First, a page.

Top 3 Social Engineering Scams

Think about hackers breaking into accounts. If you think they need top-notch computer skills, you would be wrong. These days, instead of requiring skills behind a keyboard, hackers generally rely on strategy…specifically a strategy called social engineering. This means that hackers don’t have to be technical, but they DO have to be clever and crafty because they are essentially taking advantage of people and “tricking” them into giving information.

There are four main ways that hackers use social engineering:

  • Phishing – where hackers use email tricks to get account information
  • Vishing – similar to phishing, but through voice over the phone
  • Impersonation – the act of getting information in person
  • Smishing – getting account info through text messages

Phishing accounts for 77 percent of all social engineering incidents, according to Social Engineer, but in vishing attacks, alone, businesses lose, on average, $43,000 per account.

Here are the top scams that all consumers and businesses should know about as we move into 2017:

Scam Using the IRS

Starting from the holiday season stretching through the end of tax season, there are scams involving the IRS. One such scam uses caller ID to change the true number of the caller and replaces it with a number from Washington, D.C., making it look like the number is from the IRS. Usually, the hacker already knows a lot about the victim, as they got information illegally, so it really sounds legit.

In this scam, the hacker tells the victim that they owe a couple of thousands of dollars to the IRS. If the victim falls for it, the hacker explains that due to the tardiness, it must be paid via a money transfer, which is non-traceable and nonrefundable.

BEC or Business Email Compromise Scam

In the business email compromise, or BEC scam, a hacker’s goal is to get into a business email account and get access to any financial data that is stored within. This might be login information, back statements, or verifications of payments or wire transfers.

Sometimes a hacker will access the email by using an email file that contains malware. If an employee opens the file, the malware will infect the computer and the hacker has an open door to come right in.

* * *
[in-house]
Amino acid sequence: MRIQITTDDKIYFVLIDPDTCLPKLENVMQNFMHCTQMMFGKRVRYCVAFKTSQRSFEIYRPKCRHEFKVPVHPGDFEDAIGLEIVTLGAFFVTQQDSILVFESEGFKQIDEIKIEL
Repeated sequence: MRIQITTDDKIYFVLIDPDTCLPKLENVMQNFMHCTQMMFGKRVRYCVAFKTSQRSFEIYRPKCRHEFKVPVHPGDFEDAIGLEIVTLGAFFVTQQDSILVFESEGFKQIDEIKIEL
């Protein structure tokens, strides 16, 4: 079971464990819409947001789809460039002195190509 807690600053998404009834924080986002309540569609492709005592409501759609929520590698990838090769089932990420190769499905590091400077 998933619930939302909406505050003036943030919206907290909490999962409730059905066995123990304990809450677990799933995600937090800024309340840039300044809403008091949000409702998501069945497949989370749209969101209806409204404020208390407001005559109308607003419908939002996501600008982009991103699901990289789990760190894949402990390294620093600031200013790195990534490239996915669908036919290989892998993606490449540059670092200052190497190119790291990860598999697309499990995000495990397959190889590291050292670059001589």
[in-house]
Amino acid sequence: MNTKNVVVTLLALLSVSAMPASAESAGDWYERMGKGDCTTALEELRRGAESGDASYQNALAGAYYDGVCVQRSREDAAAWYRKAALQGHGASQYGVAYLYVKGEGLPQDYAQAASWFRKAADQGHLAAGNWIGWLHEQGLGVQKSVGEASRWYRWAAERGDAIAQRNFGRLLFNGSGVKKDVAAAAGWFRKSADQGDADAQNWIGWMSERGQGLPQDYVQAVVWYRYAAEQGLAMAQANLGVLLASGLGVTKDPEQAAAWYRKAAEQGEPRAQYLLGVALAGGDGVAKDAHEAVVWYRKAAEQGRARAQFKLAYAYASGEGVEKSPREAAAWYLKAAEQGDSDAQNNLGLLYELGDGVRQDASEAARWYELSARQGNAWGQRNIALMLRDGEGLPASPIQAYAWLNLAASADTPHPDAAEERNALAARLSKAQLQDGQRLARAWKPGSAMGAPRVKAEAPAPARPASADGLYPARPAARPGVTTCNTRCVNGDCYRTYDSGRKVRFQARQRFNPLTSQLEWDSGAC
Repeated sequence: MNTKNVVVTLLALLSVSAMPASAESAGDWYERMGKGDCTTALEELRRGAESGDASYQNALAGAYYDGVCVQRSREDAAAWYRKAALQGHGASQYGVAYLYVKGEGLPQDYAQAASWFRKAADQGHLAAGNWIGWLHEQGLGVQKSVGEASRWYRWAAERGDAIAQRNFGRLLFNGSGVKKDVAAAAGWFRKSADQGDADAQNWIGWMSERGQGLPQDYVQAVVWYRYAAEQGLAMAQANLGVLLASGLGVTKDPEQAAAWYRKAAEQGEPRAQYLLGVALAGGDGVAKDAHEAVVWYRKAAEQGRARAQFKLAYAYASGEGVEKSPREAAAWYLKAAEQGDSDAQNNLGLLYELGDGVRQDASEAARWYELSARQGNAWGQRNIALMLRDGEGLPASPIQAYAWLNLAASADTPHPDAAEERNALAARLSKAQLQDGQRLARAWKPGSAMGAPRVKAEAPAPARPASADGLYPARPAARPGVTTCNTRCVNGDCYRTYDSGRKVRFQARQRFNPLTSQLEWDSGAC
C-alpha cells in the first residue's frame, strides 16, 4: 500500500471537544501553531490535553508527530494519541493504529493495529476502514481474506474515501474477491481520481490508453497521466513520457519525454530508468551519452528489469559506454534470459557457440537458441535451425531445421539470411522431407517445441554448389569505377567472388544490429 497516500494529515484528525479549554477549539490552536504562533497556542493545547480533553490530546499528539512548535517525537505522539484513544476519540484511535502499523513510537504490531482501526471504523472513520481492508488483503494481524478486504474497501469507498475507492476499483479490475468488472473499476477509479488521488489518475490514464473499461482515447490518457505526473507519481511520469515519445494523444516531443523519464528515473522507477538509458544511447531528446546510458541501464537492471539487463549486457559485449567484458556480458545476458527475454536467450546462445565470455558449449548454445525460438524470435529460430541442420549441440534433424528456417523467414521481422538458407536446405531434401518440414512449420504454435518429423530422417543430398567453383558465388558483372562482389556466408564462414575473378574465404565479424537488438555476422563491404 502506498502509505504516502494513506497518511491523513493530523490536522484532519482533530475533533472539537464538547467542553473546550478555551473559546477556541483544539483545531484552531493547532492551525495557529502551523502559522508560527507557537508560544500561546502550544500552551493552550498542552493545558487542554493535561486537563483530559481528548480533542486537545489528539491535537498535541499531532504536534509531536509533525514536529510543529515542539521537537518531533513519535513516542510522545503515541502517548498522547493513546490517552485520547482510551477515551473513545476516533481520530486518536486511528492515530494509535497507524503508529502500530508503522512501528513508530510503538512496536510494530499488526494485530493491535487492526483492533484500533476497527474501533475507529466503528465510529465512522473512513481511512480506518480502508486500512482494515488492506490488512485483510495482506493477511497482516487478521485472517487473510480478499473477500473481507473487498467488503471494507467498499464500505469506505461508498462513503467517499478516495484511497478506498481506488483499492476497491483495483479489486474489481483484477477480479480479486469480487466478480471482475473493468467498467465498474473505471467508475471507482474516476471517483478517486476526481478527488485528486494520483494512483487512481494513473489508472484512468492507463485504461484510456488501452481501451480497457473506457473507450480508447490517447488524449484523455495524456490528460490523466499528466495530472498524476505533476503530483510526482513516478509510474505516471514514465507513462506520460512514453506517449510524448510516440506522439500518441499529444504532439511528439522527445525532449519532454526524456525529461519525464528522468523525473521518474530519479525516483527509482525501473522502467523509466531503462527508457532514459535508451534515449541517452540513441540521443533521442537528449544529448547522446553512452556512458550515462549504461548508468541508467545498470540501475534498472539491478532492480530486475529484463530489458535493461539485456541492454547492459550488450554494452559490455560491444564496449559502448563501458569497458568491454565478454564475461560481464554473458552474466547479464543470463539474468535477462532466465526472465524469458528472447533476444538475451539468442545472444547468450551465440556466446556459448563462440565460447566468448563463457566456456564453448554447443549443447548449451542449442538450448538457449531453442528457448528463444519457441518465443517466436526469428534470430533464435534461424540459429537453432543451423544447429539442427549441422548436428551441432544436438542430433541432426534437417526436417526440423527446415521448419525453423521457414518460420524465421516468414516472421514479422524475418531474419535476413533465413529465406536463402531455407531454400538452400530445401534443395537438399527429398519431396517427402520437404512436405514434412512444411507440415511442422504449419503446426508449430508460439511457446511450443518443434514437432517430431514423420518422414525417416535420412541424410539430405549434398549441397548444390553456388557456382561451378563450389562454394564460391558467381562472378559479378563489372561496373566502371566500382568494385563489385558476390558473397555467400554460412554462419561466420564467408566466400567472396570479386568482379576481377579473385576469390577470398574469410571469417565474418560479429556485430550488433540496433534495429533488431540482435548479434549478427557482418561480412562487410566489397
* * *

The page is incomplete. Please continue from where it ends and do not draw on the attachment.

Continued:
Another way that hackers use the BEC scan is to access the email of a CEO. In this case, they will impersonate the CEO and tell the financial powers that be that he or she requires a wire transfer to a bank account. This account, of course, belongs to the hacker not the business. When most people get an email from their boss asking them to do something, they do it.

Ransomware

Finally, hackers are also commonly using ransomware to hack their victims. In this case, the hackers are working towards convincing targets to install dangerous software onto their computer. Then, the computer locks out the data and the victim cannot access it…until he or she pays a ransom.

At this point, they are informed that they can get access back when they pay a ransom. This might range from a couple of hundred to several thousands. Usually, the hackers demand payment by bank transfer, credit card, bitcoin, PayPal, or money transfer services. Victims are usually encouraged to go to a certain website or call a certain number Unfortunately, too often, once the victim pays the ransom, the hacker never opens up the system. So now, the hacker has access to the victim’s computer and their credit card or financial information.

The way social engineering works in this scam is varied:

One way is this…imagine you are browsing the internet, and then you get a popup warning that looks quite official, such as from the FBI. It might say something like “Our programs have found child pornography on your computer. You are immediately being reported to the FBI unless you pay a fine.” When you click the popup to pay, the program actually downloads a program called spyware to your computer that will allow the hacker to access your system.

Another way that social engineering works with ransomware is through voice. In this case, you might get a phone call from someone saying they are from Microsoft and the representative tells you that they have scanned your computer and have found files that are malicious. Fortunately, they can remotely access the machine and fix the problem, but you have to install a program to allow this. When you install it, you give them access to everything, including personal and financial information, and they can do what they want with it.